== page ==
Finally, there are many situations where either food is in too low of supply on the property or the property is too small to address deer’s nutritional needs. In either case, killing does is critical while managing land for deer. When trying to produce the
best bucks a property is capable of, ensuring ample nutrition is present is extremely important.
In reality, I’m far from against shooting does. However, I firmly believe that we as hunters should do it for the right reasons in the right situations. Doing something just because we’re told to over and over is rarely a great idea. I’d rather do it for the right reasons.
Knocking Nutrition Out of the Park when managing land for deer
When discussing producing gagger bucks, supplying ample nutrition is always a must. Since this topic is covered extensively, I’ll hit a few lesser touched aspects.
The first is offering a smorgasbord over the entire year. Properties I work with always plant corn and soybean mixes that are left over winter. I also recommend planting Antler King’s Trophy Clover, Honey Hole, Red Zone and Fall/Winter/Spring, as well as supplying their Trophy Deer Mineral, where legal. The reason I suggest these products are two fold. They flat out work as advertised and the combination provides year round nutrition which is a huge factor when managing land for deer.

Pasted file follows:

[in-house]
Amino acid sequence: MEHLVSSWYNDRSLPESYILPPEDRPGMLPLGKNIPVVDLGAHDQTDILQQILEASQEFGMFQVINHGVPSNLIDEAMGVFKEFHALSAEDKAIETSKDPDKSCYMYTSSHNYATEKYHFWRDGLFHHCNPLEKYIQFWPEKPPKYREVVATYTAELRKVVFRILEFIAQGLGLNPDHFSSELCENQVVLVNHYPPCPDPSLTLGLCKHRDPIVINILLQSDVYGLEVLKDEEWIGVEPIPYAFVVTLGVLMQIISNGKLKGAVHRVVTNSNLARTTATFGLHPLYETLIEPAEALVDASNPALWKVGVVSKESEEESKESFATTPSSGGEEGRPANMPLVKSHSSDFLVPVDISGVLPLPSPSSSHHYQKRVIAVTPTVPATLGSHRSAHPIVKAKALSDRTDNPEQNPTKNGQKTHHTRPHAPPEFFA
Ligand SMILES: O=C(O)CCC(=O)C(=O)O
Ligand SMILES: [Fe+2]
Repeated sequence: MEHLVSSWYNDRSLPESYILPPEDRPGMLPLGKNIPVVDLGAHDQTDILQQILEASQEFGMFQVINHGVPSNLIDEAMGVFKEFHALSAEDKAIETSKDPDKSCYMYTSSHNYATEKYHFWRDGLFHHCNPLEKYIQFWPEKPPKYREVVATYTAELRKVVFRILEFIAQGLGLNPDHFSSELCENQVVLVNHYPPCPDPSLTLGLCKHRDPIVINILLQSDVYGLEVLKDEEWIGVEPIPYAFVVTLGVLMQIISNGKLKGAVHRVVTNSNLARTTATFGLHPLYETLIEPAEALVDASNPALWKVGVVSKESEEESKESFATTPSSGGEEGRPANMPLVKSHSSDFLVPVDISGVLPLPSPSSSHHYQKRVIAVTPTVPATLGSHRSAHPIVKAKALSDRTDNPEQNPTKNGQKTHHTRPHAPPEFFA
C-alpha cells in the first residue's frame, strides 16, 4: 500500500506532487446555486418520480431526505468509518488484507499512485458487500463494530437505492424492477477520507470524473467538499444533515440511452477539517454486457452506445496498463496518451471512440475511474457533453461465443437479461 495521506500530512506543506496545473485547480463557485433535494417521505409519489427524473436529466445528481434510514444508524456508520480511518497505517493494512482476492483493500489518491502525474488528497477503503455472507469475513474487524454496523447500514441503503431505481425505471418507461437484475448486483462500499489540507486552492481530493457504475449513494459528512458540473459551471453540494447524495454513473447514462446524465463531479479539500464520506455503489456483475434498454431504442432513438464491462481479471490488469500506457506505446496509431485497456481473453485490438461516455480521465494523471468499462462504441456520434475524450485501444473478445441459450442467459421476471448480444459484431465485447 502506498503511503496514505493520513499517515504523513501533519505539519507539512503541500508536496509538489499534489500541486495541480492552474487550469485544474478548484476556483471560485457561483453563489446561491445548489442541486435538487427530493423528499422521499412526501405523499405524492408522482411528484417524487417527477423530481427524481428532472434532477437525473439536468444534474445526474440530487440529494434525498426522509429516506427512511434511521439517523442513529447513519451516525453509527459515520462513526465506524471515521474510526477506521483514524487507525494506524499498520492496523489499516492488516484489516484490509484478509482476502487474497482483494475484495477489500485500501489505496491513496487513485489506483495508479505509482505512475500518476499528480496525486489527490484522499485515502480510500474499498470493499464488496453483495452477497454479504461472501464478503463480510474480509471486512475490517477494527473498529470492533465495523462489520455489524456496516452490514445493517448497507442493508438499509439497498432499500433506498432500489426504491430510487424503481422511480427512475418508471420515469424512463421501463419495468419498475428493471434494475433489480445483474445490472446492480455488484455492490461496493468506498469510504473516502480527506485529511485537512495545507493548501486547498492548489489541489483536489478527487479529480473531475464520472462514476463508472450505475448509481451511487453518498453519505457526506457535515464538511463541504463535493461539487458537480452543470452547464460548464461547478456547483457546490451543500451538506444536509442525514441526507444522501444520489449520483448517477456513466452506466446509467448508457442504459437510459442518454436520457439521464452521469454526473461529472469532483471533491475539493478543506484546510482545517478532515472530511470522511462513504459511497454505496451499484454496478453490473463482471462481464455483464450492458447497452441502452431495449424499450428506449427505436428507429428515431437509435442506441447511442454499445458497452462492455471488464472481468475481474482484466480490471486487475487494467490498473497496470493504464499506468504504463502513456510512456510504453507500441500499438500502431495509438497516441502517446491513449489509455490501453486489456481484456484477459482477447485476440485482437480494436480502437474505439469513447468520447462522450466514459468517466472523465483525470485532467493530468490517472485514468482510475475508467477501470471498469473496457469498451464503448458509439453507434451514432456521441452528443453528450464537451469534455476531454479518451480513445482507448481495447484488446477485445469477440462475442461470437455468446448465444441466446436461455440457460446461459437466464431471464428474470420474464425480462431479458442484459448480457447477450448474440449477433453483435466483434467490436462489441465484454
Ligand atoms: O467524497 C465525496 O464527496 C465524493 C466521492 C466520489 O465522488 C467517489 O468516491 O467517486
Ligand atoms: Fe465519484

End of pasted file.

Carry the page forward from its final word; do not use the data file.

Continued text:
Supplying year round nutrition is extremely important. Everyone understands that high protein food sources are important in spring and summer. This is key to antler development. What’s lost is the harm caused by enduring unneeded winter stress. In spring, bucks build their bodies back before focusing most of their energy on racks. The more they work on their body the fewer inches of antlers they’ll produce. To give that rack a jump start, I offer ample grains and Fall/Winter/Spring.